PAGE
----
Forswear it, sight!/ For ne’er saw real charm till this night” (1. 5. 55-56). Both of these attractions are deduced to be sensations of simple infatuation. Romeo’s lusty desires and sexual experience are more portrayed by the characters of Romeo’s kinsmen. Romeo carouses with “lusty gallants” such as Mercutio and Benvolio, who stalk the streets in the evening speaking of female as sport. However, whether the union of Romeo and Juliet is formed from love or lust, the dedication that the one holds for the other is shown real throughout the course of the story.
It is certain that Romeo is easily convinced by desire in the start of the story, but once Juliet shows up on the scene, “the mutual tourist attraction is so strong that any further of his fickleness is squandered” (Stauffer 29). Half method through the play, the friar rebukes Romeo, “for doting, not for caring …” (2. 3. 82). However, the friar does authorize of the love affair between Romeo and Juliet, which appears when he marries them and tries to assist them to be together. The friar’s ultimate goal is to put an end to the feud in between the Montagues and the Capulets by bringing the 2 families together through Romeo and Juliet’s love.
Paul Jorgensen states, “Juliet has actually not had to enhance; however Romeo, in the beginning a whimpering lover of himself in the function of enthusiast, enthusiastic however not genuinely connecting of himself, has much to discover” (33 ). Throughout the story, Juliet shows her ability to overcome barriers as she starts to take control of her destiny and no longer resides in the shadows of her moms and dads. Due to the fact that of her love for Romeo, she is deserted by her dad, mom, and nurse. She is practically entirely alone when Romeo is banished. But she declines to reverse; she will not ignore Romeo and embrace Paris in marital relationship as her moms and dads’ desire.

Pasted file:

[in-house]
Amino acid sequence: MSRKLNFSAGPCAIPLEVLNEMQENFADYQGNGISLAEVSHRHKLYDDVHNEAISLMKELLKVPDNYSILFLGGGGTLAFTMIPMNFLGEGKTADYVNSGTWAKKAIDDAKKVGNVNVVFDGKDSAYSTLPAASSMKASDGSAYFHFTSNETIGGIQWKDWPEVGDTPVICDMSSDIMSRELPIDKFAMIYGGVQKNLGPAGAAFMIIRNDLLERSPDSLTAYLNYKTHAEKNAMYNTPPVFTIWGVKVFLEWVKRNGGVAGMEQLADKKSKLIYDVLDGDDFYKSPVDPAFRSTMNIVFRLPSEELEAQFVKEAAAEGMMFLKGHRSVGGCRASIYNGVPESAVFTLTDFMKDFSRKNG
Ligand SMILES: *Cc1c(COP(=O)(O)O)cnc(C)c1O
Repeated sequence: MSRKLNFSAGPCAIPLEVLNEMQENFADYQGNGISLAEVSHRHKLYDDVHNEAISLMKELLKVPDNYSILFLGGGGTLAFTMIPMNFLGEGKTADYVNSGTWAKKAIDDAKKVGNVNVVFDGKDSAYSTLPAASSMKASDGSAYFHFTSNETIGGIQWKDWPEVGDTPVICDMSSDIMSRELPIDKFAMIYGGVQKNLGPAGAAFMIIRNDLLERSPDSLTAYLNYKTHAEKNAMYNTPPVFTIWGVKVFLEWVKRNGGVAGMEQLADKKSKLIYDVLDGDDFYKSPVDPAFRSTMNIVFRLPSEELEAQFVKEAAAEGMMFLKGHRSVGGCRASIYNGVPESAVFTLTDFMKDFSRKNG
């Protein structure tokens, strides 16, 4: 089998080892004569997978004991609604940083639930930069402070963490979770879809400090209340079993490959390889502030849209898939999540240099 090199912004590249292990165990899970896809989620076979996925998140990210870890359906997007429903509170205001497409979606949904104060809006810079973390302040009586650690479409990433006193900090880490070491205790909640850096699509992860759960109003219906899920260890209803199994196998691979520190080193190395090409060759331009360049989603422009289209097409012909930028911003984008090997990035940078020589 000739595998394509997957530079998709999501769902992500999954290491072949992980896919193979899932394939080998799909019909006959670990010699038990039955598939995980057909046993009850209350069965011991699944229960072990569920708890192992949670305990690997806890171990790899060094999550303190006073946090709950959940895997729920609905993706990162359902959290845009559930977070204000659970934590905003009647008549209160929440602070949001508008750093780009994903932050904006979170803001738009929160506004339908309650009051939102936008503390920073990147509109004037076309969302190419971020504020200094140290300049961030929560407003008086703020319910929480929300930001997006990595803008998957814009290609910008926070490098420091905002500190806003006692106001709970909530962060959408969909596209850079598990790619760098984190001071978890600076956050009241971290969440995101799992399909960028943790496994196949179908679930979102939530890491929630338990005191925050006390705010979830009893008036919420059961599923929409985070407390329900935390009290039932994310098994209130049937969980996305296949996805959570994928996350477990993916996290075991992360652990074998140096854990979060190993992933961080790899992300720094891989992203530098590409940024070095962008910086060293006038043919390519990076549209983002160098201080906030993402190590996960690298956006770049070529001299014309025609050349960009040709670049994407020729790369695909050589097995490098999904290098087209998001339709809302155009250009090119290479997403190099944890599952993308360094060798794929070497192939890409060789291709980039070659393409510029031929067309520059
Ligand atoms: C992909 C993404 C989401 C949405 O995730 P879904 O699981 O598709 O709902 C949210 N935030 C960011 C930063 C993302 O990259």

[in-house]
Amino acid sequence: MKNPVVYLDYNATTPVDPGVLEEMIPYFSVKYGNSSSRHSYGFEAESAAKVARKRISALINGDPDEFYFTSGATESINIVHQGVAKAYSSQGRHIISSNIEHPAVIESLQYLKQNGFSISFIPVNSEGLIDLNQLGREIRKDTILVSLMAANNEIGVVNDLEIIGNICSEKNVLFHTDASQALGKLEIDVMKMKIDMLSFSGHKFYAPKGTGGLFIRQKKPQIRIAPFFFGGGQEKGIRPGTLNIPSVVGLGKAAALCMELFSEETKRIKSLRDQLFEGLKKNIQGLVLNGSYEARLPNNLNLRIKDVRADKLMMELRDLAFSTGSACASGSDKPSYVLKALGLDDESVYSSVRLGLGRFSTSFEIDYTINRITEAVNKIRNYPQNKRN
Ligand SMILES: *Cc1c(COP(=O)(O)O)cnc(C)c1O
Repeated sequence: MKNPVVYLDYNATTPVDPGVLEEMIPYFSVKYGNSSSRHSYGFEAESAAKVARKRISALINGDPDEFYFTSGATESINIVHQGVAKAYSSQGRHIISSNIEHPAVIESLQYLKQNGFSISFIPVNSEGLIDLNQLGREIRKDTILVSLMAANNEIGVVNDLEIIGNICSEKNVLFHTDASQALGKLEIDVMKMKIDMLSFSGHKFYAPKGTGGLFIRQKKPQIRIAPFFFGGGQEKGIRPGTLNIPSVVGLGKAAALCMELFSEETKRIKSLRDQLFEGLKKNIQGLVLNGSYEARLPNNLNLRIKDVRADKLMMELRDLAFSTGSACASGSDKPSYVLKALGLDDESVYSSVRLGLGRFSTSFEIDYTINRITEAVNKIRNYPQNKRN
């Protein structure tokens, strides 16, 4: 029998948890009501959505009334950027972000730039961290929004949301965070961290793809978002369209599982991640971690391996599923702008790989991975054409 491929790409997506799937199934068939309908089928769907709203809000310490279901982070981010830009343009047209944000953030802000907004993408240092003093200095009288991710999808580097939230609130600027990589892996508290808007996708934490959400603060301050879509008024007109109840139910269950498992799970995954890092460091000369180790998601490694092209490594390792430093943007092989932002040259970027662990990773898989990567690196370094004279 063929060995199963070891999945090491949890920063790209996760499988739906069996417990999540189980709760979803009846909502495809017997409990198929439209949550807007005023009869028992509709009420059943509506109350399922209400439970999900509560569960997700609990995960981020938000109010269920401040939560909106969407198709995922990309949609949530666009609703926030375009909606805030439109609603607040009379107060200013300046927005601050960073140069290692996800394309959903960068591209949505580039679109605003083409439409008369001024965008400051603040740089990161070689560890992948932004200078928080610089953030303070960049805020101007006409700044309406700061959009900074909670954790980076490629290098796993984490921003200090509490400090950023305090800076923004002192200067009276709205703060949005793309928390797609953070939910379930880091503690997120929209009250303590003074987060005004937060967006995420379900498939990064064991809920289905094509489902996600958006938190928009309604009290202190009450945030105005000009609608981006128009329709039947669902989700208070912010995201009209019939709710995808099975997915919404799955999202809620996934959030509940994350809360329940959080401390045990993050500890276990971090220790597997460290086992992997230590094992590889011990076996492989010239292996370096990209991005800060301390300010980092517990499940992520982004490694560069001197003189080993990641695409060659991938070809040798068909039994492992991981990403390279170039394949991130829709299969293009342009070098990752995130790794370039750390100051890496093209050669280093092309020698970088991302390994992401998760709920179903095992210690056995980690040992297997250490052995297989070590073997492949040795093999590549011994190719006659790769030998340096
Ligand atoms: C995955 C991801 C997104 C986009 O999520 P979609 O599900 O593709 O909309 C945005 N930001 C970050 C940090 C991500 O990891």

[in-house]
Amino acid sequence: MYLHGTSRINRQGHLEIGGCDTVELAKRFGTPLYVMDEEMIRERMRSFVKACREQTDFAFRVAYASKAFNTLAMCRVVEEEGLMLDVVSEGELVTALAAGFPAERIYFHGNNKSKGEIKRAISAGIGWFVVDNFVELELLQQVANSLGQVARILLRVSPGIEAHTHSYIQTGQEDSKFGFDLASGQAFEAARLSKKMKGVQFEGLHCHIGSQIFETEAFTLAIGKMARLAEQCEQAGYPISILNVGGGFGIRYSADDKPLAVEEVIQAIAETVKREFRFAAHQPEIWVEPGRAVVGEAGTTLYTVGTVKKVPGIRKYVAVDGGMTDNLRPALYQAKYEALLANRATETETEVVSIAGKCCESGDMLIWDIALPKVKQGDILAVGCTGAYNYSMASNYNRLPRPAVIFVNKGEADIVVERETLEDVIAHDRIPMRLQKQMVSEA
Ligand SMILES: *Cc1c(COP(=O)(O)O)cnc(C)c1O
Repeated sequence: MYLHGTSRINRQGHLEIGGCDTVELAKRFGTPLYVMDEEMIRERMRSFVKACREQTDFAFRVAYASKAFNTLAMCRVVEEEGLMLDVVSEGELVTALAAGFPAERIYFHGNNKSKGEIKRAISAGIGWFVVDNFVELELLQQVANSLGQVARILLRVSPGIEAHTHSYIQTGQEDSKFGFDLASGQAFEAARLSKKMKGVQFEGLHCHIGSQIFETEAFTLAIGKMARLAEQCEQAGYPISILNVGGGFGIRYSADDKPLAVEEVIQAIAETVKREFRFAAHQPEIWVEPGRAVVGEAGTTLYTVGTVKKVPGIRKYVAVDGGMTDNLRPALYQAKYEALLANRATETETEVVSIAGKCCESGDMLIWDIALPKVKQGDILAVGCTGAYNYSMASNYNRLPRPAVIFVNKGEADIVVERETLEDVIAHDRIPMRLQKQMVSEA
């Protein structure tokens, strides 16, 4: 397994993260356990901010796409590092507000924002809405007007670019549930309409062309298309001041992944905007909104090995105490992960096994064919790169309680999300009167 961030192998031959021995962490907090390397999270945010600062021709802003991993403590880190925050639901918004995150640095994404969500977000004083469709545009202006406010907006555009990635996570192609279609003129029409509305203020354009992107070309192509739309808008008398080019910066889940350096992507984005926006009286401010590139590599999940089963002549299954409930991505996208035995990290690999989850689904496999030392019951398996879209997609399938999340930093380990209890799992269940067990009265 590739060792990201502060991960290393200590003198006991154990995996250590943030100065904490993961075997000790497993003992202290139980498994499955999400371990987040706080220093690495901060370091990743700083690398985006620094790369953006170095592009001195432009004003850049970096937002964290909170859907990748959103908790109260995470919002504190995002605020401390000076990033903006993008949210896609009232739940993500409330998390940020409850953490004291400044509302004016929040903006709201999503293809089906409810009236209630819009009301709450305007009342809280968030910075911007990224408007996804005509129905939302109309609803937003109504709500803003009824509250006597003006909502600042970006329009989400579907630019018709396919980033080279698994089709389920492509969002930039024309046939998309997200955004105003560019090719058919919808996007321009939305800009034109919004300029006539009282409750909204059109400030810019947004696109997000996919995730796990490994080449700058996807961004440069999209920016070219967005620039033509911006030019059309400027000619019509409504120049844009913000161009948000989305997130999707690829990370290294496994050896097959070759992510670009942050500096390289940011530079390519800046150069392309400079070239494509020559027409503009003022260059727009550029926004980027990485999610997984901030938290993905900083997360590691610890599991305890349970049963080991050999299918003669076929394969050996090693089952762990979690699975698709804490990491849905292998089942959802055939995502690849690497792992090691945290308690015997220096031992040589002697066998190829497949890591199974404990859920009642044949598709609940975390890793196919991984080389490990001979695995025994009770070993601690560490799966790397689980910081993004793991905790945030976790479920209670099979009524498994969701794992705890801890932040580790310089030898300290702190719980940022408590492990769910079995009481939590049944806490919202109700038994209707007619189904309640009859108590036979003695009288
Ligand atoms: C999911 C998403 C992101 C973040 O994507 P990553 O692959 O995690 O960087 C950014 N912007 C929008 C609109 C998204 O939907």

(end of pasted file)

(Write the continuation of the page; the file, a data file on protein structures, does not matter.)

Romeo is confronted with similar oppositions as Juliet. His family, being sworn enemies to the Capulets, are kept in the dark about his romance with Juliet. Likewise, when the Capulets begin to view of the close relationship in between Romeo and Juliet, it makes him a greater target to Capulet males such as Tybalt. There is no doubt regarding Romeo’s loyalty towards Juliet and his desire to do all that is needed in order to have her love, but due to the fact that of his lack of experience in life, Romeo is not at all supreme. Maybe the most noteworthy act that sabotaged his relationship with Juliet was his slaying of Tybalt.
However honorable and required it may have appeared to him at the time, Romeo’s rashness when again rears its unsightly head after Mercutio mistakenly produces his own death. Of course, Romeo immediately regrets his impetuous actions after the grave mistake had actually already been done as he does sometimes throughout the story. On a number of celebrations, both Romeo and Juliet have the sensation that unidentified consequences are prowling over the horizon. But these premonitions do not cause them to slow down. Even prior to his conference with Juliet, Romeo says, For my mind misgives